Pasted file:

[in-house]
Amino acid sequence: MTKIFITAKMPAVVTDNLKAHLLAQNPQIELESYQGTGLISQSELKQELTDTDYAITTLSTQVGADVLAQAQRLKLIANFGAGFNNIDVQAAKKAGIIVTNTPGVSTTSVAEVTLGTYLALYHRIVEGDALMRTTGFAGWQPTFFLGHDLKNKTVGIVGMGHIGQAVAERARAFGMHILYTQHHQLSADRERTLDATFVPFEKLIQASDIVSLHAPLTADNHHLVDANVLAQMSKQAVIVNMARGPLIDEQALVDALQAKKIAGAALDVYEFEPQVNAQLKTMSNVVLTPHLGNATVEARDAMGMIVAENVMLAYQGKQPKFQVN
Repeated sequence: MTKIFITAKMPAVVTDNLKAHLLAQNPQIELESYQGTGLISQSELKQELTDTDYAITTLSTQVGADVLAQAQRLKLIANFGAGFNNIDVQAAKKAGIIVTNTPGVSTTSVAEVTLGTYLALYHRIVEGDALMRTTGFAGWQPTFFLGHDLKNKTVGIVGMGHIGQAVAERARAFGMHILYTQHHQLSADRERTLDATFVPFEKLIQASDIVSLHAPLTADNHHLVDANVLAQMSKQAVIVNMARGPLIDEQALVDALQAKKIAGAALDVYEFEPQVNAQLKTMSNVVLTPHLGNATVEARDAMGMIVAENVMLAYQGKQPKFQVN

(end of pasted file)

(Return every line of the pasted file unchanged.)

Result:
[in-house]
Amino acid sequence: MTKIFITAKMPAVVTDNLKAHLLAQNPQIELESYQGTGLISQSELKQELTDTDYAITTLSTQVGADVLAQAQRLKLIANFGAGFNNIDVQAAKKAGIIVTNTPGVSTTSVAEVTLGTYLALYHRIVEGDALMRTTGFAGWQPTFFLGHDLKNKTVGIVGMGHIGQAVAERARAFGMHILYTQHHQLSADRERTLDATFVPFEKLIQASDIVSLHAPLTADNHHLVDANVLAQMSKQAVIVNMARGPLIDEQALVDALQAKKIAGAALDVYEFEPQVNAQLKTMSNVVLTPHLGNATVEARDAMGMIVAENVMLAYQGKQPKFQVN
Repeated sequence: MTKIFITAKMPAVVTDNLKAHLLAQNPQIELESYQGTGLISQSELKQELTDTDYAITTLSTQVGADVLAQAQRLKLIANFGAGFNNIDVQAAKKAGIIVTNTPGVSTTSVAEVTLGTYLALYHRIVEGDALMRTTGFAGWQPTFFLGHDLKNKTVGIVGMGHIGQAVAERARAFGMHILYTQHHQLSADRERTLDATFVPFEKLIQASDIVSLHAPLTADNHHLVDANVLAQMSKQAVIVNMARGPLIDEQALVDALQAKKIAGAALDVYEFEPQVNAQLKTMSNVVLTPHLGNATVEARDAMGMIVAENVMLAYQGKQPKFQVN